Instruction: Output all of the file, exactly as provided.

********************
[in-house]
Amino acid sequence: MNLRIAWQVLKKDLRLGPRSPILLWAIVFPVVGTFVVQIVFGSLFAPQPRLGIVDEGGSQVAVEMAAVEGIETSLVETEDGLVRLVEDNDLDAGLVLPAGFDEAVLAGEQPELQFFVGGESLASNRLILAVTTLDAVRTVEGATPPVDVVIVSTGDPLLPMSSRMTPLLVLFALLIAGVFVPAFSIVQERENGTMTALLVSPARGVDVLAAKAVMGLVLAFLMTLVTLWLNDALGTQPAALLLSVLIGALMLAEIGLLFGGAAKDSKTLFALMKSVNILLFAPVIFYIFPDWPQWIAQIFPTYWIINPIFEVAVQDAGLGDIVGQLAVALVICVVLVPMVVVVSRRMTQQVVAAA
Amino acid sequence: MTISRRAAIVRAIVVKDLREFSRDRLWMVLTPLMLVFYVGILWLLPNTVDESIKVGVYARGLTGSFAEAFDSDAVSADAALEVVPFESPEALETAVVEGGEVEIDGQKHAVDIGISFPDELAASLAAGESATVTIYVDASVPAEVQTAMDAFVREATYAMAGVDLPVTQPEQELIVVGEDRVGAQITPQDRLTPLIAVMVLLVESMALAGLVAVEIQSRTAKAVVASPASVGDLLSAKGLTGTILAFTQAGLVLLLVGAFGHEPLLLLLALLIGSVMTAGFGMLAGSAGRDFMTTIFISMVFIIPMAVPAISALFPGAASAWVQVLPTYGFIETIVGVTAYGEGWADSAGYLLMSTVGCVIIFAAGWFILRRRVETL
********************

[in-house]
Amino acid sequence: MNLRIAWQVLKKDLRLGPRSPILLWAIVFPVVGTFVVQIVFGSLFAPQPRLGIVDEGGSQVAVEMAAVEGIETSLVETEDGLVRLVEDNDLDAGLVLPAGFDEAVLAGEQPELQFFVGGESLASNRLILAVTTLDAVRTVEGATPPVDVVIVSTGDPLLPMSSRMTPLLVLFALLIAGVFVPAFSIVQERENGTMTALLVSPARGVDVLAAKAVMGLVLAFLMTLVTLWLNDALGTQPAALLLSVLIGALMLAEIGLLFGGAAKDSKTLFALMKSVNILLFAPVIFYIFPDWPQWIAQIFPTYWIINPIFEVAVQDAGLGDIVGQLAVALVICVVLVPMVVVVSRRMTQQVVAAA
Amino acid sequence: MTISRRAAIVRAIVVKDLREFSRDRLWMVLTPLMLVFYVGILWLLPNTVDESIKVGVYARGLTGSFAEAFDSDAVSADAALEVVPFESPEALETAVVEGGEVEIDGQKHAVDIGISFPDELAASLAAGESATVTIYVDASVPAEVQTAMDAFVREATYAMAGVDLPVTQPEQELIVVGEDRVGAQITPQDRLTPLIAVMVLLVESMALAGLVAVEIQSRTAKAVVASPASVGDLLSAKGLTGTILAFTQAGLVLLLVGAFGHEPLLLLLALLIGSVMTAGFGMLAGSAGRDFMTTIFISMVFIIPMAVPAISALFPGAASAWVQVLPTYGFIETIVGVTAYGEGWADSAGYLLMSTVGCVIIFAAGWFILRRRVETL